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Discussion Starter · #1 ·
I am new to skeet shooting and I have been using a Mossberg 500 but have been having some trouble with the second shot on the doubles. I have been thinking about going with a auto but what do you think? Is the semi-auto worth the extra $$$? And if so, what is the best for under $500 (new or used)?

Thanks,
Jonathan
 

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I would say go with a remington 1100 used.

Used it should be around $300.
 
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Discussion Starter · #3 ·
Go with the Auto. With the reliability of today's auto's you can't go wrong. I was a huge advocate of pumps until I actually spent some time hunting and shooting Trap and Skeet with an auto. Man what a difference, especially on the Trap and Skeet range. The biggest difference is the amount of felt recoil, with the new gas operated semi auto's having so much less. In my opinion, pumps are a dieing breed. Seems most manufactures are focousing much of their emphasis on autos now, IMHO for a good reason.
 

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Clayshooter is right on the mark with that one. 1100 can be had for a pretty good price in great condition used and also has a ton of accessories and loads it can shoot.
 

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AMEN on the auto . after u shoot a auto for awhile youl never go back to the pump. or at least i havent anyway lol
 

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WOW :!: :!: What a change in attitudes about autos versus pump guns in only one month on this board. :!: It was only about one month ago that I was advocating the auto instead of the pump gun for clays/skeet shooting and I got villified by all the pump gun advocates. Many of them claimed (incorrectly) that the pump gun was as fast or faster than the auto and that the pump was much more reliable than the auto.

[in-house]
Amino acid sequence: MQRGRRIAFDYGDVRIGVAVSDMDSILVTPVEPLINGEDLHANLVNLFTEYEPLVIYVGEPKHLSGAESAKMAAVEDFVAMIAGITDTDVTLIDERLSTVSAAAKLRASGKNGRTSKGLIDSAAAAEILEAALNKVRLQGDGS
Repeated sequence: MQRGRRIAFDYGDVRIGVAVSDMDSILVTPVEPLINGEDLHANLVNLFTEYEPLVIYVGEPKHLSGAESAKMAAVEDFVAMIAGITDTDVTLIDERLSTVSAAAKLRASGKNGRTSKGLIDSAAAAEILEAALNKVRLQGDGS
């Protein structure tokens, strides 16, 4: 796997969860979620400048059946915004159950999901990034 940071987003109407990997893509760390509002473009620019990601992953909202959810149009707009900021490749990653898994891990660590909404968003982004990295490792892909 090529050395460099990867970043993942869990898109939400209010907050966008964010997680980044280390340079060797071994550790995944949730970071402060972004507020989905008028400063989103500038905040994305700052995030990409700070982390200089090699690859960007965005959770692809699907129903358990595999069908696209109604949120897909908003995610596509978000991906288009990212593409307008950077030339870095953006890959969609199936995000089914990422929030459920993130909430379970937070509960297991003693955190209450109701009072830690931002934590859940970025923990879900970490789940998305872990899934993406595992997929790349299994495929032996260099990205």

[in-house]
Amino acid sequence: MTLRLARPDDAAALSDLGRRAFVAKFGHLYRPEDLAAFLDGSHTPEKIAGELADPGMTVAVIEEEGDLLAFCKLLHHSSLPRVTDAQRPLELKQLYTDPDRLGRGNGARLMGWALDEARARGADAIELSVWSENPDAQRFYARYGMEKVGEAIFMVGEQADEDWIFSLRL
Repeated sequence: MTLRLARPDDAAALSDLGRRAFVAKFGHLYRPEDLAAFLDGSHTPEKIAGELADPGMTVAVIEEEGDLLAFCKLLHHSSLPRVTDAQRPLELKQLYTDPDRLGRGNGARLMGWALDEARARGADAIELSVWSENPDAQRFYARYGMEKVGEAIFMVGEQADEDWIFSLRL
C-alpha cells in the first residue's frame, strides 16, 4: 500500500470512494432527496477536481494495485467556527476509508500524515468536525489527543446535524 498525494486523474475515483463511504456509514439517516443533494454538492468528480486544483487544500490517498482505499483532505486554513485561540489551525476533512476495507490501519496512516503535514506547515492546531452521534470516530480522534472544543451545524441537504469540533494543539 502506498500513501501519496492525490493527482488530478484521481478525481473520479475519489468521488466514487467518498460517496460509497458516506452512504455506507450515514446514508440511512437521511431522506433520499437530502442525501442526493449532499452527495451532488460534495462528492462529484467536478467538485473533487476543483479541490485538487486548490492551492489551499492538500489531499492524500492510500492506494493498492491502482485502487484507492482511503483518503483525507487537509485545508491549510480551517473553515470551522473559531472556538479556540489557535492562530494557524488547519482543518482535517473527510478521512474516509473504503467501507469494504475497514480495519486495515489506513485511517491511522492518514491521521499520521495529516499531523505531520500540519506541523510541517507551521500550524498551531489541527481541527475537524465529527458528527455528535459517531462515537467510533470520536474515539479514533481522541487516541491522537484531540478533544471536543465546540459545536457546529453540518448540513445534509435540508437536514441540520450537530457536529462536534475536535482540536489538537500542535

Now, the pump gun advocates are nowhere to be found. While the pump gun is a sturdy and simple tool, it actually requires more skill to use rapidly than does the auto. It appears (based on the answers above) that some readers on this board are starting to realize that. :lol:
 

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I still like pumps best, although I only shoot clays informally. My Ithaca 37 is, to me, the best shotgun in the world, wouldn't have it any other way :) Also I'd wager it's at least as fast as an auto, because I can slam fire it if I really need to. I'm a Luddite though--I like old stuff better just because it's old :lol: I'm always in full retreat from the cutting edge, especially where my hobbies are concerned.

That said, go700j, I'm sure the others are right about the answer to your original question, and you should follow their advice. Ulysses is right, too, about the sentiment swinging toward autos. I've noticed it myself.

Best,

Jeff23
 

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I guess it all depends on how much your going to get involved in the sport. If your just going to shoot skeet once in a while, stay with your pump, "BUT" if your going to start shooting on a regular basis, and you might want those few extra birds per round to count, go with the semi for sure! Remington 1100 or 11-87 would be an excellent choice!!! good luck!
 

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I started with a pump, also a mossy, and then went to an auto loader. My consistency improved dramatically. I would recommend going with the auto over the pump and the rem 1100 is a great gun for the price. ---AFG